Policy & Systemic
Curriculum &
Assessment &
Partnerships &
Equity & Diversity
Informal Education
& Outreach

Equity and Diversity

To ensure the nation of a science-literate citizenry able to make informed and reasoned decisions on economic, social and environmental issues, as well as to preserve its global leadership in science, all students require a good education in Earth and space science before graduating from high school. There are, however, wide disparities today in the quality of available Earth and space science education.

There are many reasons for this inequity. School systems in economically disadvantaged communities may lack the resources to hire skilled Earth and space science teachers. They also may be unable to provide adequate Web access, books, and other tools and resources that broaden and deepen Earth and space science education. Students in minority groups based on race, ethnicity or gender lack role models in the scientific community.

For many minorities, be they ethnic, physically challenged or gender, the community itself does not nurture an awareness that they can aspire to a career in science. Peer pressure, however subtle, negates individual thinking that may assist a minority student from breaking out of the mold. Opportunities for students to participate in hands-on, inquiry-based science activities, including authentic research, can help students envisage themselves as scientists.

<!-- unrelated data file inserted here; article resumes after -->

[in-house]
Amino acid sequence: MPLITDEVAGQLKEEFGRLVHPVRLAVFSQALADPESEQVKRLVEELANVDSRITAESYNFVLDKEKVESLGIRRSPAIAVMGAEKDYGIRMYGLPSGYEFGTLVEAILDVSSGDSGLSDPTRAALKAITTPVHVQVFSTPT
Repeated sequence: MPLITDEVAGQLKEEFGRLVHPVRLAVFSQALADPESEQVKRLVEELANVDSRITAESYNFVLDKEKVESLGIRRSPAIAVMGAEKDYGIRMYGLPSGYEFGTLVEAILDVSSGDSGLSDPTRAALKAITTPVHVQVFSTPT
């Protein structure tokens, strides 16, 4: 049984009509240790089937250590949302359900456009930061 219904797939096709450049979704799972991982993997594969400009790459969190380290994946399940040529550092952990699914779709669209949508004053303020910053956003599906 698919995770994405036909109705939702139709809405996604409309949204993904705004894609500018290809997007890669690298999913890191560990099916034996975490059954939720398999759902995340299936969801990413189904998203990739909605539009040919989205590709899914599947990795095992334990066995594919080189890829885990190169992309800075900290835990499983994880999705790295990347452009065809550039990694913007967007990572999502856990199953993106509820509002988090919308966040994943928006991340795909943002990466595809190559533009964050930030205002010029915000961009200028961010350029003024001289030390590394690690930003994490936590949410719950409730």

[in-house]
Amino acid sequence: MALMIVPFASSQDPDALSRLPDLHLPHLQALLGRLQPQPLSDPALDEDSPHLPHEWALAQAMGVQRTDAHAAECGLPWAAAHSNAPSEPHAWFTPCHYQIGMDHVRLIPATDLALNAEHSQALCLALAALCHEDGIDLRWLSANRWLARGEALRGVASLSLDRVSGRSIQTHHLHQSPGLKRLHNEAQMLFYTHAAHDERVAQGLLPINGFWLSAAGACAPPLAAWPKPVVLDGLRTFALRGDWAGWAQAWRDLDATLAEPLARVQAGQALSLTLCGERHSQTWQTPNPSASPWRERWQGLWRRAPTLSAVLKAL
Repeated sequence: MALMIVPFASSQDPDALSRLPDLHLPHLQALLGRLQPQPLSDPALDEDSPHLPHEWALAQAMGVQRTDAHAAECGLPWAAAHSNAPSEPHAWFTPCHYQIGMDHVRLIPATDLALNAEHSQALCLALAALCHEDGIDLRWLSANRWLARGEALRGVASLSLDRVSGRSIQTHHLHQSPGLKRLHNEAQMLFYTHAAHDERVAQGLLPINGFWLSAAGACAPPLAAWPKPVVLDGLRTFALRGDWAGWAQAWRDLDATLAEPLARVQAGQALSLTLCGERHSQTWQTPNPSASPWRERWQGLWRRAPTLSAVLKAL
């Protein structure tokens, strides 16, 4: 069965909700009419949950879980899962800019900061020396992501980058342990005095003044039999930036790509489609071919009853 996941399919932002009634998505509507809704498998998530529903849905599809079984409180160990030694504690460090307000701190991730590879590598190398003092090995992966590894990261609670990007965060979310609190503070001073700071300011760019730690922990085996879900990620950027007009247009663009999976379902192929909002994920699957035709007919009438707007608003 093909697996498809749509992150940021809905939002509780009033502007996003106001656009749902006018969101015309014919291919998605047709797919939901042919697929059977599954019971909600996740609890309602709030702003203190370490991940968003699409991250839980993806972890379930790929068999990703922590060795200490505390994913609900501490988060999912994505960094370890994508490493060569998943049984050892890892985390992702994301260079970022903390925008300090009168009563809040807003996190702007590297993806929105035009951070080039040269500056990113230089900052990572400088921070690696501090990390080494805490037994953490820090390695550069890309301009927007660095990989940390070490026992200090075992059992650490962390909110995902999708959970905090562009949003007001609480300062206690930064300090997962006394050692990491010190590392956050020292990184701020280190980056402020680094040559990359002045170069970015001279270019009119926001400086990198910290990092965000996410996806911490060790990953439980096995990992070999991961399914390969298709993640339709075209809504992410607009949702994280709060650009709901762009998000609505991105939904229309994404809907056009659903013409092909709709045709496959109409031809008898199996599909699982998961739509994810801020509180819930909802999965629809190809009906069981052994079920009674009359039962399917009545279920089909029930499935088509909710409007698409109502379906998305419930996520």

Teachers, and not only science teachers, sometimes fail to address various ways of thinking and problem solving that are part of different cultural backgrounds. Many teachers are unaware that there are other cognitive processes that are as successful as the Western model. If teachers were better able to communicate with students in their own form of understanding, there would be many more successful students.

Our vision of the state of Earth and space science education ten years from now may seem optimistic, but with the proposed recommendations in place, both short term and long terms goals can be realistically met if we act now. We foresee fair accessibility to Earth and space science education for all students by the year 2010.